The filmmaking is efficient as Wolfe essentially sets up the whole story in an opening montage of animation and graphics that set the stage for the film in about two and a half minutes. It’s an impressive feat, one that young filmmakers should take note of. This could easily have been a three hour movie but Wolfe utilizes his time wisely.

Yes there will be waterworks and tissue paper should be kept on hand if you intend to fire up HBO and watch this puppy. While the race card is definitely in the deck, the filmmakers choose not to play it which I think makes the movie even stronger. Of course racism played a part in the exploitation of Henrietta Lacks but you’re not hit over the head with it. The filmmakers assume that the viewer understands that and move forward with the story which is not so much about Henrietta but about Dale. What could be more powerful a story than a daughter mourning the loss of a mother she never truly knew?

REASONS TO GO: There are some very strong performances, particularly from Winfrey and Uggams. The story is very moving, the family’s pain palpable throughout. The film possesses great cinematography and a great score.
REASONS TO STAY: There is a bit of cinematic shorthand going on here.
FAMILY VALUES: There is a scene of rape, some violence and a bit of profanity.
TRIVIAL PURSUIT: In an interview on NPR, Rebecca Skloot said that the real Deborah Lacks predicted that the book would be a best seller, that Oprah would produce a movie based on the book and that Oprah would play her. Although Deborah died in 2009 just before the book came out, all of her predictions came to pass.
BEYOND THE THEATERS: Google Play, HBO, YouTube (please note that Google Play and YouTube will not be available for purchase until after initial HBO run is complete)
CRITICAL MASS: As of 5/26/17: Rotten Tomatoes: 63% positive reviews. Metacritic: 64/100.
COMPARISON SHOPPING: Loving
FINAL RATING: 8/10
NEXT: Chuck

Advertisements

The Lazarus Effect


Olivia gets a little Wilde.

Olivia gets a little Wilde.

(2015) Horror (Relativity) Olivia Wilde, Mark Duplass, Sarah Bolger, Evan Peters, Donald Glover, Ray Wise, Scott Sheldon, Emily Kelavos, James Earl, Amy Aquino, Sean T. Krishnan, Ator Tamras, Liisa Cohen, Jennifer Floyd, Bruno Gunn, Scott L. Treiger. Directed by David Gelb

There was a horror movie back in the 60s that was somewhat ironically titled Children Shouldn’t Play With Dead Things. In the decades since, we have learned that adults pretty much shouldn’t either.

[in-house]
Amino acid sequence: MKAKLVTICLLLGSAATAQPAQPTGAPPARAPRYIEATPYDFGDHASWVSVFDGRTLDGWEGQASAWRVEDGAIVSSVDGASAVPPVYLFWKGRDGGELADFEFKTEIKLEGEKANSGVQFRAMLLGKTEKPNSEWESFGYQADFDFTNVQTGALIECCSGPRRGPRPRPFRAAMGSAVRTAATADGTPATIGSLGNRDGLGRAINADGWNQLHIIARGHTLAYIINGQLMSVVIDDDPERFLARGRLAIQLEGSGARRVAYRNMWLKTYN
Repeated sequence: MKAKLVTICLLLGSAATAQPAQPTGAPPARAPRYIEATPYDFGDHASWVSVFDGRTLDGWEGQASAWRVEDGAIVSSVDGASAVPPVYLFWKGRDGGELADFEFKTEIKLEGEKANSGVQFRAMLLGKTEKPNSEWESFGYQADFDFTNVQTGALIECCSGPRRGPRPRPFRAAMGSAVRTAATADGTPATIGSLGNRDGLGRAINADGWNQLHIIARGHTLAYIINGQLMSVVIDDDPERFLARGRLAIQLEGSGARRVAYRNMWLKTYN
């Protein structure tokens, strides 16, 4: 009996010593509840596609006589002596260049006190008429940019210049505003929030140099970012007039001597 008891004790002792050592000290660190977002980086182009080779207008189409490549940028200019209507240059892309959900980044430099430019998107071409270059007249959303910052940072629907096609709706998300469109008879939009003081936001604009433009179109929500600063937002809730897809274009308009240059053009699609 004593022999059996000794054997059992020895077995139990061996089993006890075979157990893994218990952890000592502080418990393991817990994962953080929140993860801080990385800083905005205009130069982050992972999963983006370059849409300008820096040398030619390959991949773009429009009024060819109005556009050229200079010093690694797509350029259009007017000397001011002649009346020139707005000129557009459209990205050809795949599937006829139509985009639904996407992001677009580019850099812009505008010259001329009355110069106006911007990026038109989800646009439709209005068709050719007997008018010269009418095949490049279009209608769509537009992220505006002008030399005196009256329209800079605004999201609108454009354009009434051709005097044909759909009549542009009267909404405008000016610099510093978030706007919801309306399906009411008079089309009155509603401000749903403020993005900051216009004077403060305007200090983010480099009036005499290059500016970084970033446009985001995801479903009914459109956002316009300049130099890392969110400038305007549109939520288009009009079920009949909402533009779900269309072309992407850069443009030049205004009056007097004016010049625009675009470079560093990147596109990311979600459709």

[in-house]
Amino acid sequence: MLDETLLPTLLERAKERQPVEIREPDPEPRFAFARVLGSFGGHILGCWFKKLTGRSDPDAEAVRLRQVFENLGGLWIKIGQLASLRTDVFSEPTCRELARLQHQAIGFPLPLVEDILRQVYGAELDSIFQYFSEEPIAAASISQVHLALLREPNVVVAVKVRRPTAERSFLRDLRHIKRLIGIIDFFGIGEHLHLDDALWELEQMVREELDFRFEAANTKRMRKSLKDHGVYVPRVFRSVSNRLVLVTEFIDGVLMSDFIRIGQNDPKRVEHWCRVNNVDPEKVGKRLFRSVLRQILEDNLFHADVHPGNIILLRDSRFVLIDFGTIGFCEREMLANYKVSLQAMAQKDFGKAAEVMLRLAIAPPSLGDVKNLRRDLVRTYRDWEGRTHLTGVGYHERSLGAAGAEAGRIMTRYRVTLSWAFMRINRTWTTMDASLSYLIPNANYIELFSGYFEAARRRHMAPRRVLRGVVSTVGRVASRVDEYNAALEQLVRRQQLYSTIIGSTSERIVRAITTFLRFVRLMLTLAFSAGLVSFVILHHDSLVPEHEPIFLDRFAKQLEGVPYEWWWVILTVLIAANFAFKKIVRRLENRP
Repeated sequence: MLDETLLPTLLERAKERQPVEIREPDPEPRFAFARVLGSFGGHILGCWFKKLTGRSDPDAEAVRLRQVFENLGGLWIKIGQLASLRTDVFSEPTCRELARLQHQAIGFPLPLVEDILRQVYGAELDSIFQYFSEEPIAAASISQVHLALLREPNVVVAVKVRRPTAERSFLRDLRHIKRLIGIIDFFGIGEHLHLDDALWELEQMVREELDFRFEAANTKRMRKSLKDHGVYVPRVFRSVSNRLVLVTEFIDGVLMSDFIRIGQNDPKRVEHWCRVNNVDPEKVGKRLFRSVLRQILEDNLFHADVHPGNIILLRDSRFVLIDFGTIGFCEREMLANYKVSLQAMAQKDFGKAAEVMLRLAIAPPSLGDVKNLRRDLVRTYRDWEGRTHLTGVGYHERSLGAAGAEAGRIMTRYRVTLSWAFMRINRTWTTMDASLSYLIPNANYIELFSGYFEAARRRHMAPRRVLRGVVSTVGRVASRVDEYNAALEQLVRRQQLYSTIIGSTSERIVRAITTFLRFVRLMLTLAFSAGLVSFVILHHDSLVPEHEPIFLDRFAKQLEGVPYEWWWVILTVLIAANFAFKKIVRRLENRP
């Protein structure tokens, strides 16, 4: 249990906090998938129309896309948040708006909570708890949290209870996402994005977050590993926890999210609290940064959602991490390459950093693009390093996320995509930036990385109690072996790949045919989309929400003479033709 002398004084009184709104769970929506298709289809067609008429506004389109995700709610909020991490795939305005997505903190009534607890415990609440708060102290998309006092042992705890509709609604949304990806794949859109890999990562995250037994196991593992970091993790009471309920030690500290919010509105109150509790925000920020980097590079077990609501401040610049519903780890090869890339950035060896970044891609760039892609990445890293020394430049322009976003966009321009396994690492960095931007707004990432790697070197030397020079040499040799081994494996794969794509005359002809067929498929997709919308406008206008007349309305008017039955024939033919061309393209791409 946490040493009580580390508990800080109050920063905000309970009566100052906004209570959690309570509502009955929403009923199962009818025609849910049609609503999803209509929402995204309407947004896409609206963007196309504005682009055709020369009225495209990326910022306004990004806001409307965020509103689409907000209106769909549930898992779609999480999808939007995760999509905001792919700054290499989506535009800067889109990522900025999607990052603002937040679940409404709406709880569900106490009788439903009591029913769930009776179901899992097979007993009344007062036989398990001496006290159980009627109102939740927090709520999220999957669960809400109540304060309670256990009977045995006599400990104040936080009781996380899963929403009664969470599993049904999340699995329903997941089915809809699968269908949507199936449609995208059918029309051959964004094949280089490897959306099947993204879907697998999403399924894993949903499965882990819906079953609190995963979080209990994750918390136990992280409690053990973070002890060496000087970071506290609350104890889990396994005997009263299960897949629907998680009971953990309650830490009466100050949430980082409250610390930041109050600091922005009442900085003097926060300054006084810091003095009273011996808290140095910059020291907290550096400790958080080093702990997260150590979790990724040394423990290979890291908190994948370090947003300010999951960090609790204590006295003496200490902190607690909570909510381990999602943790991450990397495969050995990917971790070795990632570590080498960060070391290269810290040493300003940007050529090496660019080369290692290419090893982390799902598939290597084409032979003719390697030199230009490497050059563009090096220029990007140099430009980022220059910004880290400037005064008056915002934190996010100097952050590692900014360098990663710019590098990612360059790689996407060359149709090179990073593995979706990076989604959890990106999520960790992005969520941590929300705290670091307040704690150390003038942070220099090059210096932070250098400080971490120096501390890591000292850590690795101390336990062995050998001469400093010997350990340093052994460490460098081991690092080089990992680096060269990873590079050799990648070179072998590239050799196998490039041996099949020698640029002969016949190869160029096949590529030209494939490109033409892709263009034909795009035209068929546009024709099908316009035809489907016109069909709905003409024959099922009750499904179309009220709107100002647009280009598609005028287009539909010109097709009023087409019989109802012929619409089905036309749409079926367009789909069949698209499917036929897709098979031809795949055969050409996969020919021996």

Zoe (Wilde) and Frank (Duplass) are young doctors in love. Well, actually they’re more like medical researchers than actual MDs but you get my drift. Along with young researchers Clay (Peters) and Niko (Glover) they have created a formula that, with judiciously applied electricity (shades of Frankenstein) can extend the life of the dying, allowing doctors more time to repair what is killing the patient and saving lives. They bring in a comely videographer named Eva (Bolger) to document their impending breakthrough.

Except it doesn’t do what it’s supposed to do. Instead, it revives a dead dog. Brings it right back to life, and even cures the cataracts which were the cause that the dog’s owner had their pet put down for in the first place. Cause to celebrate, no?

Well, not quite yet. For one thing, the dog is moody, refuses to eat or drink and is mostly lethargic except for bouts of absolute mother humping menace that have the researchers freaked out, particularly the e-Cig puffing Clay who is normally the prankster of the bunch. He’s a little freaked out by the pooch who certainly looks to have a bit of the devil in him.

Well, their research also has the effect on the marketplace as well. The small pharmaceutical company which underwrote their research at the university has been gobbled up by a bigger one who really want their Lazarus formula. The smarmy CEO (Wise) shows up to collect it, which because Frank, the author of the grant proposal, didn’t read the fine print on the contract, is entitled to lock, stock and barrel, although the comely videographer manages to spirit Fido away before the vivisectionists get hold of him.